Well, before you go ahead and decide to incorporate VR, you may want to ask yourselves a few questions first:
Once you’ve asked and answered these questions and made up your mind that you want to get into VR, here’s what you can do:
360 videos are gaining in popularity. Because they’re still quite new, they gain more attention than regular videos (some 360 videos have received up to 15 million views).
You’ll need a special camera to shoot a 360 video (though a regular can also be used, it’ll require a lot more work). Once you’re done recording, you’ll then need to edit the footage using special video editing software, like FinalCut. After that, you’ll be able to upload the video normally to a video hosting platform like YouTube or Facebook.
Just make sure that your audience is ready and receptive to VR beforehand, otherwise you may find yourself receiving some negative feedback from unhappy fans.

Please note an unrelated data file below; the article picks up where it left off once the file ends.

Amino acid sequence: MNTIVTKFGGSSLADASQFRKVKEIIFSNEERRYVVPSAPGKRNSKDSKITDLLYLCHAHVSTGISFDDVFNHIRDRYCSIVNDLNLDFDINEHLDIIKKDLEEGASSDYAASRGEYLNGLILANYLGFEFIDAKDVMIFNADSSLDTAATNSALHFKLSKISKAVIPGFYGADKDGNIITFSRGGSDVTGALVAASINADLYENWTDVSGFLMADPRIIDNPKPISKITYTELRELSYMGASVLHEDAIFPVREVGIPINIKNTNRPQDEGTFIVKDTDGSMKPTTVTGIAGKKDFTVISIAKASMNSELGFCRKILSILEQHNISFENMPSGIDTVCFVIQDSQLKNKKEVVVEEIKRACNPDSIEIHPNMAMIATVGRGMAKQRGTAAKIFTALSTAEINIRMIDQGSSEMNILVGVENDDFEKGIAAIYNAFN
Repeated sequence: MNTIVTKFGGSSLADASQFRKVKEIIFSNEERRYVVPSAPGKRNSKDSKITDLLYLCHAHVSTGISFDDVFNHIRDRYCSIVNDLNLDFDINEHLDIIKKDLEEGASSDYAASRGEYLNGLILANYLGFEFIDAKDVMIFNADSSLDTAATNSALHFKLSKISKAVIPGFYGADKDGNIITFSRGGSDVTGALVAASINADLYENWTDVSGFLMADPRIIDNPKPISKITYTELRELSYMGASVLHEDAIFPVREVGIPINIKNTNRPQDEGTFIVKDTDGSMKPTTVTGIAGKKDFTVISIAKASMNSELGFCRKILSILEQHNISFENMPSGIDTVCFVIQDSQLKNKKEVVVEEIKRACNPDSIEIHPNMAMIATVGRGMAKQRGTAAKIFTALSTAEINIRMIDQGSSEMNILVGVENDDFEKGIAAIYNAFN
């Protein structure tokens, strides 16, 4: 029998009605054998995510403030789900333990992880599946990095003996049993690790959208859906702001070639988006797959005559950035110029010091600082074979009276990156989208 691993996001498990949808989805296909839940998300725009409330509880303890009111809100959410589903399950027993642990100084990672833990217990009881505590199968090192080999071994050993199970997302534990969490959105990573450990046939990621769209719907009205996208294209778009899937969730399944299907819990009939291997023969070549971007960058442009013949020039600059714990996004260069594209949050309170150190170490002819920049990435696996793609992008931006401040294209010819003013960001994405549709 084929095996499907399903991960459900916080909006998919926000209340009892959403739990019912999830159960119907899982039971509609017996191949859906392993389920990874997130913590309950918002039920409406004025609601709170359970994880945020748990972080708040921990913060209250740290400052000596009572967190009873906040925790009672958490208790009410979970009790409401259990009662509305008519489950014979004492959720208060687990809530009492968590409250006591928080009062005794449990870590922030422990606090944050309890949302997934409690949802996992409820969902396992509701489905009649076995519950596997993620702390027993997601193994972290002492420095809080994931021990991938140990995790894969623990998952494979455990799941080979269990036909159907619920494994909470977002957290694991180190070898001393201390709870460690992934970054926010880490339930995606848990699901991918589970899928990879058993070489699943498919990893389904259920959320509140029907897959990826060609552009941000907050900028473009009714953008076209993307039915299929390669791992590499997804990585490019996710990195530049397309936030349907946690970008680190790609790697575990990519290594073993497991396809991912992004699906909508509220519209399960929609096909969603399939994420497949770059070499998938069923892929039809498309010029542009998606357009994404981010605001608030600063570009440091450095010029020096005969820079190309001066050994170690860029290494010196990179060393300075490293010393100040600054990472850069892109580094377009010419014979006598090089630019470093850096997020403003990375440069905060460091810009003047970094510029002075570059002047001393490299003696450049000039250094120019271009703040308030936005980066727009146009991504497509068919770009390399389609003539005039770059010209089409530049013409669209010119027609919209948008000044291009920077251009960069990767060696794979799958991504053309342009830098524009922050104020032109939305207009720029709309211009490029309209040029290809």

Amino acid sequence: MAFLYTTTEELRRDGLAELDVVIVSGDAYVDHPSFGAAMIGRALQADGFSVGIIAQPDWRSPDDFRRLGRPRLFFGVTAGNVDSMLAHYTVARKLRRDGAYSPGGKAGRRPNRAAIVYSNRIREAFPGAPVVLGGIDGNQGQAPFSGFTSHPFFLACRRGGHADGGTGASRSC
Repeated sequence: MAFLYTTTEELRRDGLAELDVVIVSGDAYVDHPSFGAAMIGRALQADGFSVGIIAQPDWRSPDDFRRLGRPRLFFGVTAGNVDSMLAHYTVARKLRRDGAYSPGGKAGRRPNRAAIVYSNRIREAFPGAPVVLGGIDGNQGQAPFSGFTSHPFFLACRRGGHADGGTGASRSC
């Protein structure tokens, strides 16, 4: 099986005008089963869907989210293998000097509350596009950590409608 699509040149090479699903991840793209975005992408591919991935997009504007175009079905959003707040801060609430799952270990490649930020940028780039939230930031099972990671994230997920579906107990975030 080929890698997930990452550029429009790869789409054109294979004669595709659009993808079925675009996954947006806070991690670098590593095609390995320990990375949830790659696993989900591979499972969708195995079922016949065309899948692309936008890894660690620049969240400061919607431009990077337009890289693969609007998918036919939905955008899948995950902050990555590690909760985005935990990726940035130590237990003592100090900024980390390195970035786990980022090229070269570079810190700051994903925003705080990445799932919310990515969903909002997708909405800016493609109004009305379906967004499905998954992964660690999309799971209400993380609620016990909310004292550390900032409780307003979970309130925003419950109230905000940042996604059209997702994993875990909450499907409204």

McDonald’s did it with their skiing game, Slope Stars.
Google has also created Google Street View, for Google Cardboard.
Get your brand and jump on the bandwagon early by creating a virtual reality app for your company or product.
At this point, it’s probably easier for you to hire a company to create the app for you once you know what you want. But keep in mind it’ll probably cost you a bomb.
You could also learn how to create VR apps yourself, but if you’re new to coding and want to get more practice or learn the fundamentals of coding, our coding bootcamps are a great place to start! Check out our web development bootcamp here.
This is like what McDonald’s did, in the story I mentioned earlier.
Besides McDonald’s, Budweiser and Coca-Cola have also successfully implemented strategies to market their products in packaging that converts into VR cardboard glasses.
Budweiser actually took a different approach, offering VR headsets that converted into the package.
Either way, get creative! If the tech isn’t readily available for your audience, you need to find a way to provide them with what they need.
Consider looking up a company that can help you make custom packaging for your product or brand to help with this.
You’d be surprised, but VR experiences aren’t as difficult to create as one might think.
The only important thing is to make sure that the experience allows you to show off the benefits of your product while helping raise awareness and provide good media coverage for your brand/company.